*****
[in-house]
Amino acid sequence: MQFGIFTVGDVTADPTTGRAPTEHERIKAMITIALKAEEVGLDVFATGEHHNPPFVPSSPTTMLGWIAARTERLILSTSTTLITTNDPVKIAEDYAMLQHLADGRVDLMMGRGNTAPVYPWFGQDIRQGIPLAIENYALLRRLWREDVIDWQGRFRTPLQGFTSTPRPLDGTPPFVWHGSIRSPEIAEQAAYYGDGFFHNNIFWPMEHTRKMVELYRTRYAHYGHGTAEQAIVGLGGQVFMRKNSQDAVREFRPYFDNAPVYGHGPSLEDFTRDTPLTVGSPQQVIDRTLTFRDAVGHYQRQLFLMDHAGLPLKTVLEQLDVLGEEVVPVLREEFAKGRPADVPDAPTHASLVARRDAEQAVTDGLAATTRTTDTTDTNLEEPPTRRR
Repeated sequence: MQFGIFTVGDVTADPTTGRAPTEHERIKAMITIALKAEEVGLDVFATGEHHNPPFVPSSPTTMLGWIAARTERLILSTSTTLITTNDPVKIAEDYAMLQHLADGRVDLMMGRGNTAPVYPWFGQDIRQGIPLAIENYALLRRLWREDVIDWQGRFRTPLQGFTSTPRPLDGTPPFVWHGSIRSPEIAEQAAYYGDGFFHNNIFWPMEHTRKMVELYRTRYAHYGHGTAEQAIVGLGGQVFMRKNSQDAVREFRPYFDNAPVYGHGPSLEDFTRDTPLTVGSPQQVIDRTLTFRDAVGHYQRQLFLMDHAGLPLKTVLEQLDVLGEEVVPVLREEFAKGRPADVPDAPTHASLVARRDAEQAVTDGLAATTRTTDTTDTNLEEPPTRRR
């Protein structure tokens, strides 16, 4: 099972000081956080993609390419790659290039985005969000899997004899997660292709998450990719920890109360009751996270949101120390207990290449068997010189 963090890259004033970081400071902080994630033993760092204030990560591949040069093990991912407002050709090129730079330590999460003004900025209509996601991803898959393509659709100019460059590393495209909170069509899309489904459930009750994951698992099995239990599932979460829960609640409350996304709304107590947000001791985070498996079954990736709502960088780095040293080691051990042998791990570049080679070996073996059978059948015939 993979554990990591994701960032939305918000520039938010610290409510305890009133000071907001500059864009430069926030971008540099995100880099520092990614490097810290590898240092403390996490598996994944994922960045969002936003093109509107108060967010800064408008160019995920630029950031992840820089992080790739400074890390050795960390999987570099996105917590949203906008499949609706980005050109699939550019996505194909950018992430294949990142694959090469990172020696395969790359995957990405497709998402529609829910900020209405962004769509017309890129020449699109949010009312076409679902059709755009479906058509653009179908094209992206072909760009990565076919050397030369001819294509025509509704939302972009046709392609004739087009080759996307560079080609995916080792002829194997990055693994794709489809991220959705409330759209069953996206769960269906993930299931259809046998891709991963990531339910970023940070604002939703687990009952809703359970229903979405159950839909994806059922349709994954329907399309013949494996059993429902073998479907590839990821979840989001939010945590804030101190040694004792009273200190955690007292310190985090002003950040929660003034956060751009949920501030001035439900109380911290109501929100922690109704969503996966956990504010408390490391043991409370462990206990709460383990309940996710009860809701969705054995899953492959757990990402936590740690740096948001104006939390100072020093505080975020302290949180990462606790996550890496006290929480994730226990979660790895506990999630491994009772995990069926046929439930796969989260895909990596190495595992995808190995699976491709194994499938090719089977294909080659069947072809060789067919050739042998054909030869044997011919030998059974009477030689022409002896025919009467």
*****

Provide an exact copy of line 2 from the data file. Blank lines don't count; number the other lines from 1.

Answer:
Amino acid sequence: MQFGIFTVGDVTADPTTGRAPTEHERIKAMITIALKAEEVGLDVFATGEHHNPPFVPSSPTTMLGWIAARTERLILSTSTTLITTNDPVKIAEDYAMLQHLADGRVDLMMGRGNTAPVYPWFGQDIRQGIPLAIENYALLRRLWREDVIDWQGRFRTPLQGFTSTPRPLDGTPPFVWHGSIRSPEIAEQAAYYGDGFFHNNIFWPMEHTRKMVELYRTRYAHYGHGTAEQAIVGLGGQVFMRKNSQDAVREFRPYFDNAPVYGHGPSLEDFTRDTPLTVGSPQQVIDRTLTFRDAVGHYQRQLFLMDHAGLPLKTVLEQLDVLGEEVVPVLREEFAKGRPADVPDAPTHASLVARRDAEQAVTDGLAATTRTTDTTDTNLEEPPTRRR